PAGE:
Kitchener’s last gunboat lies half hidden under some trees on the banks of the Blue Nile in Khartoum. Silent and slowly decaying.
The Melik has served as the headquarters of the Blue Nile Sailing Club since its retirement from military service in the 1920s. It was moored in the river until an unusually heavy flood in the late 1980s left it high and dry. Ironically, the flood may have saved it from slowly rusting away.
Its wooden decks may be decayed and its windows broken, but the Melik has not been entirely forgotten or betrayed.
The Melik Society (UK) was established to assist with the preservation of this gunboat and to promote more general interest in Britain’s historical involvement in the Sudan between 1883-1956. Several members of the Kitchener family have served as presidents of the society. But it will clearly take a very different sort of gunboat diplomacy to get Kitchener’s last gunboat back on the Nile where it belongs. I wish them luck.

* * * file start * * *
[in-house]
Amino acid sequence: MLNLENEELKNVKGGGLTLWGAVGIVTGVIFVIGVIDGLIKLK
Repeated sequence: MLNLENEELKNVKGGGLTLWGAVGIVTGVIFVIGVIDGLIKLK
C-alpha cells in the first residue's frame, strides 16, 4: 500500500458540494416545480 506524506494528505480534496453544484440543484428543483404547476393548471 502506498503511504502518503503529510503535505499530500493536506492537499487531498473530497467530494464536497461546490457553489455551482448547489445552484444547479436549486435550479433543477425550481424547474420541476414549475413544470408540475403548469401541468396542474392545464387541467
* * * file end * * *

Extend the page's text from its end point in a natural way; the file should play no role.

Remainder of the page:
The photographs below show the Bordein, a paddle steamer that was used by Gordon during the siege of Khartoum and was part of the force that arrived just too late to rescue him in January 1885. Rescued from the former dockyard in Khartoum North, it was reassembled near to the Mahdist fortifications at Murada in Omdurman where I took these photos in May 2009. A fuller history and a better selection of images can be found on the Melik Society’s web site and from Mallinson Engineers & Architects
Reblogged this on Sudan Hub Foundation .
I well remember this wrecked boat from the 1950’s. Unfortunately I was, initially, too young to appreciate its historical significance. Glad to hear that someone is working to preserve it.
It would be wonderful to see it on the Nile again one day! One that is beyond repair, however, is the Bordein which has transferred from the old dockyard in Khartoum North to a site in Omdurman adjacent to the Mahdist forts. I must have passed it lots of times in the dockyard (now closed) when I crossed the Mek Nimr bridge but never noticed it. The Melik Society have more about this boat
I saw the Melik in front of the place often during my time at the U.S. Embassy in 1957-58. It looked just fine then and so sorry to hear it is now in disrepair. For months I walked past it on the way to the embassy from my residence at the Grand Hotel during the tour as their was no housing back then for me except the Grand. Soon I had wheels and no more missing lunch do to the lateness of my arrival back at the embassy for the meal and then siesta.
I was a pupil at the Sister’s School in Khartoum in the late 1940’s and often played truant to wander along the river bank ,I remember ‘Melik’ and have vague memories of once getting on board.